Graphite One Resources Inc. (‘Graphite One’, TSXV: GPH |OTCQX: GPHOF) gained +21.74% in Toronto trading and +20% at the OTC; it is one of the emerging North American graphite plays that enjoyed a strong November, concluding the month with an announcement that it has published the results of the first ten holes of the recently completed twenty-hole diamond drill program at its Graphite Creek Project located near Nome, Alaska. Of the highlights published in Graphite One’s November 10 release, the highlights to consider are that “all 10 holes intercept significant widths of high grade, near surface graphite mineralization” and that the “geology and assays confirm excellent vertical and lateral continuity of the mineralization.” Graphite One is on schedule to deliver a revised NI 43-101 compliant mineral resource during the first quarter of 2015 ahead of the preliminary economic assessment (PEA), which President and CEO Anthony Huston says will “demonstrate to end buyers and shareholders the economic viability of this project.”

Northern Graphite Corporation (‘Northern’, TSXV: NGC | OTCBB: NGPHF) was one of the few market movers for November, gaining +7.89% in Toronto and +4.65% at the OTC. Northern has managed to produce a spherical graphite product, which is used to make the anodes for lithium-ion batteries. The company is pleased with the quality its graphite and has released its knowledge and expertise to the industry in general because it sees batteries as one of the main market drivers. Northern itself retains the advantage in the battery market thanks to its newly opened battery testing and research facility, proprietary purification and coating technologies.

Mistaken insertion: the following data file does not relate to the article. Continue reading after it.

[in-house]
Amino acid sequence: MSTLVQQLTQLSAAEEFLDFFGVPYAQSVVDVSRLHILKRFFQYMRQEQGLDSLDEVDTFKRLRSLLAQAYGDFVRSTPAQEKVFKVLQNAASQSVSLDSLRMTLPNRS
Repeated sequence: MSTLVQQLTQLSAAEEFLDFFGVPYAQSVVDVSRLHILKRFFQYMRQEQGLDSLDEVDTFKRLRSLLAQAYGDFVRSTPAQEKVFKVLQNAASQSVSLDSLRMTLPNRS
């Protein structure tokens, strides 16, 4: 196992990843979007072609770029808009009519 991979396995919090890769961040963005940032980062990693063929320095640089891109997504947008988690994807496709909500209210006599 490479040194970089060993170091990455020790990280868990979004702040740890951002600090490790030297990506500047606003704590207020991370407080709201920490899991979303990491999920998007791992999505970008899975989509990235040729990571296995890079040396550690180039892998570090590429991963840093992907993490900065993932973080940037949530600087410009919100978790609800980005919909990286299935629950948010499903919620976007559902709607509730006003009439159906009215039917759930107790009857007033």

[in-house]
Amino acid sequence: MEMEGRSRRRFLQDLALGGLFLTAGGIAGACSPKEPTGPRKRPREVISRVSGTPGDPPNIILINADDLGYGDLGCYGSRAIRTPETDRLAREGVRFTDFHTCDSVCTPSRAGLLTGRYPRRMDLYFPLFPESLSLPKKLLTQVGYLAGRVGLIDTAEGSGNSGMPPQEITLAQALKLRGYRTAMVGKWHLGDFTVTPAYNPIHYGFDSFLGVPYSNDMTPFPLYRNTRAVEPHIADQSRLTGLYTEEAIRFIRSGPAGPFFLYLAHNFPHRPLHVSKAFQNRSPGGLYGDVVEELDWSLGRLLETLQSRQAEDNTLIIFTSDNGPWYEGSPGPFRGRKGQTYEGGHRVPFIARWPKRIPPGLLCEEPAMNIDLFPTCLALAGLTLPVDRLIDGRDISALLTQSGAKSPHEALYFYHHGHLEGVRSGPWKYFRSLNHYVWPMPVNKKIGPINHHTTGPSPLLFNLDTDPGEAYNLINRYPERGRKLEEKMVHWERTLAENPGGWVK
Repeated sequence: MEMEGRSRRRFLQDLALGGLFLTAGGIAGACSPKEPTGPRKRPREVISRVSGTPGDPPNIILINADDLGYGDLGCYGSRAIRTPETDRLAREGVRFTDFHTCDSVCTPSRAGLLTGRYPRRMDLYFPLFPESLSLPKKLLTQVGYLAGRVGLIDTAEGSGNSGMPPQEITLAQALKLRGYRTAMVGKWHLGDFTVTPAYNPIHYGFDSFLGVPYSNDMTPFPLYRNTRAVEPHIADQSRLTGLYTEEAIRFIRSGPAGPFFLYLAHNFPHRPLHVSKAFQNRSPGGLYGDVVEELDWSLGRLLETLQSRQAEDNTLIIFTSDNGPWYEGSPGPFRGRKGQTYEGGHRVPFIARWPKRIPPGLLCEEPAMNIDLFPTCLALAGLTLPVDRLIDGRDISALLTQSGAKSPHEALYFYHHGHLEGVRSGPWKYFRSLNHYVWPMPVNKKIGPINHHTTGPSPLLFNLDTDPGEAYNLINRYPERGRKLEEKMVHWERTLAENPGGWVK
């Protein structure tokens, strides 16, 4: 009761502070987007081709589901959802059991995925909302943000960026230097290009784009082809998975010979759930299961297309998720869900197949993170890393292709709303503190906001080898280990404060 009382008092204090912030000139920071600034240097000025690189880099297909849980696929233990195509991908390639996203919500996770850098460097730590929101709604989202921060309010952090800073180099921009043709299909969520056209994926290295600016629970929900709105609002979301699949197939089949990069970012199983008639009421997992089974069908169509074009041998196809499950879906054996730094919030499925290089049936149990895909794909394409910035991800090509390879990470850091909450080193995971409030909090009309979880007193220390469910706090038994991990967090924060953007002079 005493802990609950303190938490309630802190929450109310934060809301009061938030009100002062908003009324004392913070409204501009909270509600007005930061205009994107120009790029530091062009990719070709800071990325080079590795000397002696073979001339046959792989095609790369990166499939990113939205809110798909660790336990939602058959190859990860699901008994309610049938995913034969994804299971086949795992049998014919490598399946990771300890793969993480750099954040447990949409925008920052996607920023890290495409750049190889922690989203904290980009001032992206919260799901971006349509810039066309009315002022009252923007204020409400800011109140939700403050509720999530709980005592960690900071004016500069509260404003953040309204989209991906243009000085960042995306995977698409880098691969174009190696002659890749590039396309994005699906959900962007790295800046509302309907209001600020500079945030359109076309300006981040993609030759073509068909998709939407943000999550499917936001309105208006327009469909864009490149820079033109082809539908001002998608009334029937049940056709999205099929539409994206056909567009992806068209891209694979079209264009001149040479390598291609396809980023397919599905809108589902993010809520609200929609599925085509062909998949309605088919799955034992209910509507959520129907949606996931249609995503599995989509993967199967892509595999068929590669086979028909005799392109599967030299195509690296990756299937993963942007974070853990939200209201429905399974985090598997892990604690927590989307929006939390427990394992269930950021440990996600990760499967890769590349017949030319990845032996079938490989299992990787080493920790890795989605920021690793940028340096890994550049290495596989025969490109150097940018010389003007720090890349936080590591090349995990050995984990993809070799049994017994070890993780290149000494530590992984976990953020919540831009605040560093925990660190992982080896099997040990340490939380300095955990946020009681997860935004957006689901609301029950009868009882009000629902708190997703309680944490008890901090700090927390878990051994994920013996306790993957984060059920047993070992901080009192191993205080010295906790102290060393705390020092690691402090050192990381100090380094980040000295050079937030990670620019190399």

Mason Graphite (‘Mason’, TSXV: LLG | OTCQX: MGPHF) gained +32.08% in Toronto and +30% on the OTC. Mason is still feeling the effects of its signed Memorandum of Cooperation with the Council of the Innu of Pessamit signed last September, which generated optimism about the prospects for the Lake Gueret mine moving to the next the next steps including the completion of all pre-feasibility studies, feasibility and environmental permits.

Energizer Resources (‘Energizer’, TSXV: EGZ | OTCQX: ENZR), saw some gains and losses during the month, ending last Friday’s trading session at the same price as the beginning of the month Toronto and losing slightly. Nevertheless, Energizer had an interesting November as its joint venture partner, Malagasy Minerals (ASX: MGY) formally opened its Maniry Graphite Project in Madagascar, where Energizer discovered a large region containing excellent graphite deposits. The early data suggests the graphite ore is of very high grade and that it has not been excessively contaminated by other minerals, which will other rocks which will facilitate its refinement into pure flake graphite.

Alabama Graphite (TSXV: ALP | OTCQX: ABGPF) was also very active in November, ending the month down despite having announced the start of exploration at five new targets over the next few months based on identified ‘anomalies’ that hold significant promise for large flake graphite. Alabama Graphite has been very active during the past weeks advancing programs at its 42,000 acres of property in central Alabama, located along a historic graphite belt. So far, Alabama Graphite has engaged in trenching some 10,000 out of a total 18,000 feet and its Coosa and Bama properties have shown two important characteristics that make them ideal: the flakes are course and large and most of the graphite is at surface level, promising to yield even better grades than the already high grade surface material.